Tuesday, June 2, 2015

Designing a Rule of Life

Rules have gotten a bad wrap in the modern world. We have all heard slogans like “Rules were made to be broken,” and many people think of rules only as devices of control used to stifle freedom and drain creativity. In reality, however, we human beings need rules, and the order, discipline, and structure they provide, if we are going to grow in character and knowledge and reach our potential.

This is especially true in the spiritual life. Without some measure of order, discipline, and structure, daily distractions and busyness can easily crowd out prayer, reflection, Scripture reading, and the sacraments. Pressure to conform to the secular world threatens our moral standards, and stress drains the energy we need to fight the ever-present urge to give in and be just like everyone else. God fades into the background of life instead of taking center stage where He belongs.

How can we combat these tendencies? How can we regain our spiritual balance and focus? We can begin by designing a personal rule of life.

What Is a Rule of Life?

A rule of life is essentially a list of spiritual disciplines and goals geared to an individual's particular circumstances and struggles. Let's get more specific. First of all, a rule of life is not
  • an end in itself;
  • another checklist to add to an already packed schedule;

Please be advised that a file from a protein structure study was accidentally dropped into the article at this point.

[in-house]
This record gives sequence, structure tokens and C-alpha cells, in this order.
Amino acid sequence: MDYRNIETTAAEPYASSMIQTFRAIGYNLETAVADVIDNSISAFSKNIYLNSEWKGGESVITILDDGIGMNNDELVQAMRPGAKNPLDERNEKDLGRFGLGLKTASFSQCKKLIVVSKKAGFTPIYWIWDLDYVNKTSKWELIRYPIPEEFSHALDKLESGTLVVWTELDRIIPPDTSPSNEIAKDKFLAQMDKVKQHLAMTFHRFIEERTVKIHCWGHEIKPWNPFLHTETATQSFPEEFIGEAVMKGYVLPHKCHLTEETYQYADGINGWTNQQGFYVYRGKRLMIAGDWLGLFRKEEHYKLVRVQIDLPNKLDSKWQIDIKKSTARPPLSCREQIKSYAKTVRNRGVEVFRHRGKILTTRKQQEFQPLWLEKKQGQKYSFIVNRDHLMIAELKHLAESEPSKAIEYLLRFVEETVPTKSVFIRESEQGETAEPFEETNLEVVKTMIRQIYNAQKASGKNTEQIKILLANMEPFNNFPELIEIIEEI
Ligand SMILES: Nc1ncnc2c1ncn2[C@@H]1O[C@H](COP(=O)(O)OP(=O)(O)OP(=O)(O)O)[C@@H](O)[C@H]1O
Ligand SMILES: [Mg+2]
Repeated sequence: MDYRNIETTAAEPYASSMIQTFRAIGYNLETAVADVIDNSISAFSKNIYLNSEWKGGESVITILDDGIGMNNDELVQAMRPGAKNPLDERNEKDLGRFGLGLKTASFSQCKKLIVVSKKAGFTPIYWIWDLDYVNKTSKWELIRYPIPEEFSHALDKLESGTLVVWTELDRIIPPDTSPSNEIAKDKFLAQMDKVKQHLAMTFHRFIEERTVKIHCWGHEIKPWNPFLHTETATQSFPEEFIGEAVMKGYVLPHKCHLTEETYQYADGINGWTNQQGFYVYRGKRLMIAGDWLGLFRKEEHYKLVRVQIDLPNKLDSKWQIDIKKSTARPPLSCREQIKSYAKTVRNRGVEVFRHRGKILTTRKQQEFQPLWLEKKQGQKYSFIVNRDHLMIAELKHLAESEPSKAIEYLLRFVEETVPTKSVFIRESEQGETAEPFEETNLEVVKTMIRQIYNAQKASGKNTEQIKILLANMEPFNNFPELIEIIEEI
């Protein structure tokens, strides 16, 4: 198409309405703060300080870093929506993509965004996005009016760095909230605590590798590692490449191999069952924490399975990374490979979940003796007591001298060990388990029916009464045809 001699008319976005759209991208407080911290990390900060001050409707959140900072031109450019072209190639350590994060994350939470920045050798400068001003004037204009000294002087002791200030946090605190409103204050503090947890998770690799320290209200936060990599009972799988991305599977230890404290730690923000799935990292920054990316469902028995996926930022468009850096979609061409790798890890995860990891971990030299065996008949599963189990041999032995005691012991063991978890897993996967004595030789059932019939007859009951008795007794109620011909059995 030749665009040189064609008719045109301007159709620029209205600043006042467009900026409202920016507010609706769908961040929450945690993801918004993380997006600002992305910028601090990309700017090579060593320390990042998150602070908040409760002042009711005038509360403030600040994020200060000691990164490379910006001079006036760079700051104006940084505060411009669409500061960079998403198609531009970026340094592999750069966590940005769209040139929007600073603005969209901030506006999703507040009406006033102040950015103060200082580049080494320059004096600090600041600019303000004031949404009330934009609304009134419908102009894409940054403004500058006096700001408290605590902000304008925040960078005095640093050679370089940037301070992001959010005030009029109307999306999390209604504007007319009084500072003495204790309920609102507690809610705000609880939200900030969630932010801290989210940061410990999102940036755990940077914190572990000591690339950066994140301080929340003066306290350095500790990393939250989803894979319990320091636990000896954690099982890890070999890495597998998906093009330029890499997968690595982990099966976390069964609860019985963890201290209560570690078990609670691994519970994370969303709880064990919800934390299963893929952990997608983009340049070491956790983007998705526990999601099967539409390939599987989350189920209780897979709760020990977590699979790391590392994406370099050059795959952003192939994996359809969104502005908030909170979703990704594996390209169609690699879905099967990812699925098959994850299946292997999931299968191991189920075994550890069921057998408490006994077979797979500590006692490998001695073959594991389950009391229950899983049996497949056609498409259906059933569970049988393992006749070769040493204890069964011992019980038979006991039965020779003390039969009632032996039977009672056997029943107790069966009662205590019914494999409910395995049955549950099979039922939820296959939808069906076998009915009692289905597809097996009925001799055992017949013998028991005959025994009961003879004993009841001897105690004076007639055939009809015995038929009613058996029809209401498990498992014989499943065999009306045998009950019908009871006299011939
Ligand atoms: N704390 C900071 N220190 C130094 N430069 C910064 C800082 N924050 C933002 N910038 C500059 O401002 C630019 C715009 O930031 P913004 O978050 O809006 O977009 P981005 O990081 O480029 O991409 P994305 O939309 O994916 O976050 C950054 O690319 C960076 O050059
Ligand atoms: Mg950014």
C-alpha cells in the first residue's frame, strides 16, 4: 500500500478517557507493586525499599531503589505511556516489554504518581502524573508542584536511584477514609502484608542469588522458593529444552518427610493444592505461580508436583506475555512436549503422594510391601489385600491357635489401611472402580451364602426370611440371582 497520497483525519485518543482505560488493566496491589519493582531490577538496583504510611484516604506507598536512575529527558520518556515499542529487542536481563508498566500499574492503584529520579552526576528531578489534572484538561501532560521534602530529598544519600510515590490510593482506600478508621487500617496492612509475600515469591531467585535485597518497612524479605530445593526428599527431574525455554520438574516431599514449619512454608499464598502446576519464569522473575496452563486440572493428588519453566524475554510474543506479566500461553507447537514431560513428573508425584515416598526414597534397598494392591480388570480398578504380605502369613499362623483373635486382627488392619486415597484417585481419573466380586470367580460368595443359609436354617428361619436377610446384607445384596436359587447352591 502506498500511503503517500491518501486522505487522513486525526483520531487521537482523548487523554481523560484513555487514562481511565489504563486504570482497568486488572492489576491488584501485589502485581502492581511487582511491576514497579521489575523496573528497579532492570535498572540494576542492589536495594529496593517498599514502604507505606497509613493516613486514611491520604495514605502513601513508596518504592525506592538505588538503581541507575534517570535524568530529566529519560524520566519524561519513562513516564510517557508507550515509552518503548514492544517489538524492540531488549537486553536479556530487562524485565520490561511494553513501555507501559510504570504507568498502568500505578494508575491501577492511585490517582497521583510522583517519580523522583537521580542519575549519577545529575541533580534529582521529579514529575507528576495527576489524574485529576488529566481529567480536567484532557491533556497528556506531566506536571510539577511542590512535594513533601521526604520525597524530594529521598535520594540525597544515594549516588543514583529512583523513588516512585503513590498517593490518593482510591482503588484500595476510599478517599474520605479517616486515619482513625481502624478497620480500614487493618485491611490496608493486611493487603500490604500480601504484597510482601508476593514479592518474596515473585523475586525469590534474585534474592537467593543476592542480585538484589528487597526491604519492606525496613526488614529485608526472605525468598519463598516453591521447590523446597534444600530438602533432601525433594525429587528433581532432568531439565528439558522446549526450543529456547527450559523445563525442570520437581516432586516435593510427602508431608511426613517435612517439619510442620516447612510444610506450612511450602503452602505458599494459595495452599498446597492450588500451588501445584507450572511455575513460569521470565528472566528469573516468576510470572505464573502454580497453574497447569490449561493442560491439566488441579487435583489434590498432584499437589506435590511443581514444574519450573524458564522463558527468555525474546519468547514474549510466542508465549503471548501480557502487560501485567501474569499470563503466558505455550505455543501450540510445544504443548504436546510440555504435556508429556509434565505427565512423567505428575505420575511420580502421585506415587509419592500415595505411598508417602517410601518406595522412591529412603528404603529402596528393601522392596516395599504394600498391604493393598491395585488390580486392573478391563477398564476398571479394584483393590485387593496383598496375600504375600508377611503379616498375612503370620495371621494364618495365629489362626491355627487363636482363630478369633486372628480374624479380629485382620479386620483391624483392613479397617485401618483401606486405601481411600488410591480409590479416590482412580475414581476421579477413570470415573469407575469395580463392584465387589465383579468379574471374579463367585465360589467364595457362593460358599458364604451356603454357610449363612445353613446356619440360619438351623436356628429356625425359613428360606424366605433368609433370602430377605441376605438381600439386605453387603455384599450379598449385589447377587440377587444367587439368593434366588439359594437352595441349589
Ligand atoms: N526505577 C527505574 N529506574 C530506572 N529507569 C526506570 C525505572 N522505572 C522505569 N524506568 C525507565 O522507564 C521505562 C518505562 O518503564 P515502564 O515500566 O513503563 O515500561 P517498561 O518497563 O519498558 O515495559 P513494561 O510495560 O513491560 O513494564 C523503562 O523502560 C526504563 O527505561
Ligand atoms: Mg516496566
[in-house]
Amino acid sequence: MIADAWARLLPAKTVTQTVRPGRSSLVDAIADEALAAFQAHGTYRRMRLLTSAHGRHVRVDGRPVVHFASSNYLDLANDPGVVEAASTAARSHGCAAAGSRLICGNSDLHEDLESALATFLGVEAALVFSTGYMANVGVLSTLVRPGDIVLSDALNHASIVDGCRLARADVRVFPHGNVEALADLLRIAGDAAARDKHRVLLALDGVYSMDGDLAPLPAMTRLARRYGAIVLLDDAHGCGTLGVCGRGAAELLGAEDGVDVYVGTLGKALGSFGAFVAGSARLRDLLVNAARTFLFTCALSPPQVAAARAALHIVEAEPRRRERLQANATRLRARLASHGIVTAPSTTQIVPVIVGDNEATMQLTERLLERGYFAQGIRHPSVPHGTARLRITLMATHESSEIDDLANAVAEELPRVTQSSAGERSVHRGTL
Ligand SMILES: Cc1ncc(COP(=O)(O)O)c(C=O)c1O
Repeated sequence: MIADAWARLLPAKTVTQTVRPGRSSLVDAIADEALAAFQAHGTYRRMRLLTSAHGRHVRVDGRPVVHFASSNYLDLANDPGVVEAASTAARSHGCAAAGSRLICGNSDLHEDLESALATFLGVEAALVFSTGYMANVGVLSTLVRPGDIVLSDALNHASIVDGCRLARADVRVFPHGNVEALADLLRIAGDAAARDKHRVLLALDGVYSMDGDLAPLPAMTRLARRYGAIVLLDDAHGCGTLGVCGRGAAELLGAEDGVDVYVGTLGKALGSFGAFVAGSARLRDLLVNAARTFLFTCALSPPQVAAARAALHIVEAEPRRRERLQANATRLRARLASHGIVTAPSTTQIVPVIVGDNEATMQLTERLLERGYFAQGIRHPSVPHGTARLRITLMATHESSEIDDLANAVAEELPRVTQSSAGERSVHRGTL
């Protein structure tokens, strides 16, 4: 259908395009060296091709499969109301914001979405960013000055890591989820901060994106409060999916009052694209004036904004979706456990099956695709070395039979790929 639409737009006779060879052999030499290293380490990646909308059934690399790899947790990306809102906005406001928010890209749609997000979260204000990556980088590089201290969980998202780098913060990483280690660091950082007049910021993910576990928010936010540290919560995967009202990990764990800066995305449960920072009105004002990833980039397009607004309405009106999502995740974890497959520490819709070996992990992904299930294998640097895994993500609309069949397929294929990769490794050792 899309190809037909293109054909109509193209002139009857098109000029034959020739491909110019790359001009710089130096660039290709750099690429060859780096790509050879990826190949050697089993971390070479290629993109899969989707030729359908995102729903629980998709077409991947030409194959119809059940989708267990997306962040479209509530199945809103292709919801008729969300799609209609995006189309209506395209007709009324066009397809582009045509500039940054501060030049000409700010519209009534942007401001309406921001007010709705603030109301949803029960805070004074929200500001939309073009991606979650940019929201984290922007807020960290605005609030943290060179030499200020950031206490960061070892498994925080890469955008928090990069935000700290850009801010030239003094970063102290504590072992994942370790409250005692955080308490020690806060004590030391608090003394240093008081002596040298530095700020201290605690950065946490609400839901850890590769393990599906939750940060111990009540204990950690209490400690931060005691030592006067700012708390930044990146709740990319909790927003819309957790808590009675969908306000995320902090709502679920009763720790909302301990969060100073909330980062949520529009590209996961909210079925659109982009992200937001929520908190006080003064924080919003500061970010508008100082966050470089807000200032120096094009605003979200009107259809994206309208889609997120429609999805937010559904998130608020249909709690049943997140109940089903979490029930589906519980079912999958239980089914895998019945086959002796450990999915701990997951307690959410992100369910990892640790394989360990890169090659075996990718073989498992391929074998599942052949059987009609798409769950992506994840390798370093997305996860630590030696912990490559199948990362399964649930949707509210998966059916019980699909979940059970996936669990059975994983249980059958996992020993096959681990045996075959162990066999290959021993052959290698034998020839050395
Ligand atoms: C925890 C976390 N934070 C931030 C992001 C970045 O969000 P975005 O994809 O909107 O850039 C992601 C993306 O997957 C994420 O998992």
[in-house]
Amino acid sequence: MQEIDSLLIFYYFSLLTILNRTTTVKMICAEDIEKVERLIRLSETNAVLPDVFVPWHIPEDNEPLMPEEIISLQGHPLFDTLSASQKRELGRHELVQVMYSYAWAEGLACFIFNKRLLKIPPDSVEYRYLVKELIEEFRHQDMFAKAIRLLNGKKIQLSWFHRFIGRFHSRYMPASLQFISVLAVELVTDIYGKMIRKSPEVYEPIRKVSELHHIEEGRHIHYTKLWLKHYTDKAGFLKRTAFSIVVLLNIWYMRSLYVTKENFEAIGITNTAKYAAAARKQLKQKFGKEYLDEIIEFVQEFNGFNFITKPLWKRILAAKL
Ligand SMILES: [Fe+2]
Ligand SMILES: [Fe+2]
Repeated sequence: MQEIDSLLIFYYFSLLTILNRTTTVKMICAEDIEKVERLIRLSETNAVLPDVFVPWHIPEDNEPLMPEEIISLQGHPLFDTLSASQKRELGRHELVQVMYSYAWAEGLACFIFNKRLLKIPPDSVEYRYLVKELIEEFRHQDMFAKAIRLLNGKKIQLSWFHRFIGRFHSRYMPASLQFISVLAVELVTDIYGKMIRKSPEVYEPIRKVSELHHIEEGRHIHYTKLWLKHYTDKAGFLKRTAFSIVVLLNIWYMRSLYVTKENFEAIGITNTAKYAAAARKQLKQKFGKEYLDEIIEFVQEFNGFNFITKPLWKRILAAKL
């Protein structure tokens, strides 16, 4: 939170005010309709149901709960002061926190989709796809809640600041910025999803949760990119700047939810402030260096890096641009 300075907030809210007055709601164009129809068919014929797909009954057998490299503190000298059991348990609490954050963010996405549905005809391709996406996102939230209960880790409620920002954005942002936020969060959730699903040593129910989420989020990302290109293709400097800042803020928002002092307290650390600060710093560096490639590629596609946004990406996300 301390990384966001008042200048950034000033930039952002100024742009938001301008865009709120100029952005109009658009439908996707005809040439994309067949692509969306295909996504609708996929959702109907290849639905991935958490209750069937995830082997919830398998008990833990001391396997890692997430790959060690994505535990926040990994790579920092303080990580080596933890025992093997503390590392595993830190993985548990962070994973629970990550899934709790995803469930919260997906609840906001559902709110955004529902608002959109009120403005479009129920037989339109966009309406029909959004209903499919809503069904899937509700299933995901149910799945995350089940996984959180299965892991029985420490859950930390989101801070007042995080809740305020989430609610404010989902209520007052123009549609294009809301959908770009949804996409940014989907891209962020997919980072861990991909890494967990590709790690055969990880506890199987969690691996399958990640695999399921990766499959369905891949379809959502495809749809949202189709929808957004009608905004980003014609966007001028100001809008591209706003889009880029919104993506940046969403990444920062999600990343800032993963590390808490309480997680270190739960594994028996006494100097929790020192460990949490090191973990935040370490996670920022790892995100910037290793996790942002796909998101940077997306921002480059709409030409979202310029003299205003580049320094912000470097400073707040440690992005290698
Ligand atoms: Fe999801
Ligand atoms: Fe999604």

• set in stone;
  • a set of inaccessible, impractical ideals;
  • all about us!
On the other hand, a rule of life is
  • a tool that helps us grow in our relationships with God and other people;
  • a flexible guideline that helps us order our lives toward God;
  • realistic and practical;
  • the result of self reflection;
  • all about God!
Further, a rule of life is
  • a way to respond to God's call to an intimate, personal relationship;
  • a way to attain some much-needed discipline in our disordered world and busy lives;
  • a way to experience true freedom, which is freedom for God, for love, and for holiness;
  • a way to progress toward God and track our progress;
  • a way to correct bad habits and develop virtue;
  • a way to strengthen prayer life;
  • a way to promote spiritual study;
  • a way to put the sacraments at the forefront of life;
  • a way to learn to interact with other people;
  • a way to allow God to direct our lives!

Writing a Rule of Life

At this point, you might be thinking, “That's all well and good, but let's get practical here. How do I write a rule like that? What kinds of disciplines and goals should I choose? What should I focus on?” The following steps will guide you through the process.
  1. Begin with prayer. Ask God to open your eyes so that you may see yourself clearly and to open your heart and mind so that you may allow Him to enter in and draw you close to Himself.
  2. Thoroughly examine your spiritual condition, carefully considering your strengths, weaknesses, interests, difficulties, delights, and challenges. Ask yourself, “What is working well in my spiritual life? In which areas do I need to grow? What do I need to change?” More importantly, try to answer these questions honestly and completely, jotting down a few notes about your reflections that you can refer back to as you write your rule.